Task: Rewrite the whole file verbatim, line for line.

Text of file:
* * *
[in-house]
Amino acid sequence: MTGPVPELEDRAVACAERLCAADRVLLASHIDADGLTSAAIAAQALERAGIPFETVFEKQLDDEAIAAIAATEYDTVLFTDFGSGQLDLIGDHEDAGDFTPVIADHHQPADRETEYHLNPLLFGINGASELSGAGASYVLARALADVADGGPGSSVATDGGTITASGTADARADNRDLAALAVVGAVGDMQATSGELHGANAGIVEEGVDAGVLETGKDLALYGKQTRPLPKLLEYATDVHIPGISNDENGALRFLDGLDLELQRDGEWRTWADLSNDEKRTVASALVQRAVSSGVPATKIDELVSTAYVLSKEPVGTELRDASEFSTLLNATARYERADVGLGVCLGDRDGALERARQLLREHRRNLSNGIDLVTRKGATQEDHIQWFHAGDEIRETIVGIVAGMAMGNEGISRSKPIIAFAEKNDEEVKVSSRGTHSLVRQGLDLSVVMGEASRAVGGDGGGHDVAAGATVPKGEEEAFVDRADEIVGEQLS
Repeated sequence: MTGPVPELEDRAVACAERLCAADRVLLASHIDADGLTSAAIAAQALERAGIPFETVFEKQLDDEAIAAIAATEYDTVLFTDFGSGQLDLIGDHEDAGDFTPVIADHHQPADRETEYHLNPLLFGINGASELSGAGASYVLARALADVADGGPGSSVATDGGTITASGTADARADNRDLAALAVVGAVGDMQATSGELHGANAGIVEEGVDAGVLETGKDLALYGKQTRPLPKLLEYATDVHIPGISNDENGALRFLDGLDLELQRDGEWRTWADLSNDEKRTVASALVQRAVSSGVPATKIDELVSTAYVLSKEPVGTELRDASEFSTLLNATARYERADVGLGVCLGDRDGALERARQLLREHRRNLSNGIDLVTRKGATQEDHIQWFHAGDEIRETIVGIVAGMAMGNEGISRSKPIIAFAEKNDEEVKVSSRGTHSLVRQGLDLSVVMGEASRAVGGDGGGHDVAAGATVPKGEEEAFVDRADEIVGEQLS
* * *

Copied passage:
[in-house]
Amino acid sequence: MTGPVPELEDRAVACAERLCAADRVLLASHIDADGLTSAAIAAQALERAGIPFETVFEKQLDDEAIAAIAATEYDTVLFTDFGSGQLDLIGDHEDAGDFTPVIADHHQPADRETEYHLNPLLFGINGASELSGAGASYVLARALADVADGGPGSSVATDGGTITASGTADARADNRDLAALAVVGAVGDMQATSGELHGANAGIVEEGVDAGVLETGKDLALYGKQTRPLPKLLEYATDVHIPGISNDENGALRFLDGLDLELQRDGEWRTWADLSNDEKRTVASALVQRAVSSGVPATKIDELVSTAYVLSKEPVGTELRDASEFSTLLNATARYERADVGLGVCLGDRDGALERARQLLREHRRNLSNGIDLVTRKGATQEDHIQWFHAGDEIRETIVGIVAGMAMGNEGISRSKPIIAFAEKNDEEVKVSSRGTHSLVRQGLDLSVVMGEASRAVGGDGGGHDVAAGATVPKGEEEAFVDRADEIVGEQLS
Repeated sequence: MTGPVPELEDRAVACAERLCAADRVLLASHIDADGLTSAAIAAQALERAGIPFETVFEKQLDDEAIAAIAATEYDTVLFTDFGSGQLDLIGDHEDAGDFTPVIADHHQPADRETEYHLNPLLFGINGASELSGAGASYVLARALADVADGGPGSSVATDGGTITASGTADARADNRDLAALAVVGAVGDMQATSGELHGANAGIVEEGVDAGVLETGKDLALYGKQTRPLPKLLEYATDVHIPGISNDENGALRFLDGLDLELQRDGEWRTWADLSNDEKRTVASALVQRAVSSGVPATKIDELVSTAYVLSKEPVGTELRDASEFSTLLNATARYERADVGLGVCLGDRDGALERARQLLREHRRNLSNGIDLVTRKGATQEDHIQWFHAGDEIRETIVGIVAGMAMGNEGISRSKPIIAFAEKNDEEVKVSSRGTHSLVRQGLDLSVVMGEASRAVGGDGGGHDVAAGATVPKGEEEAFVDRADEIVGEQLS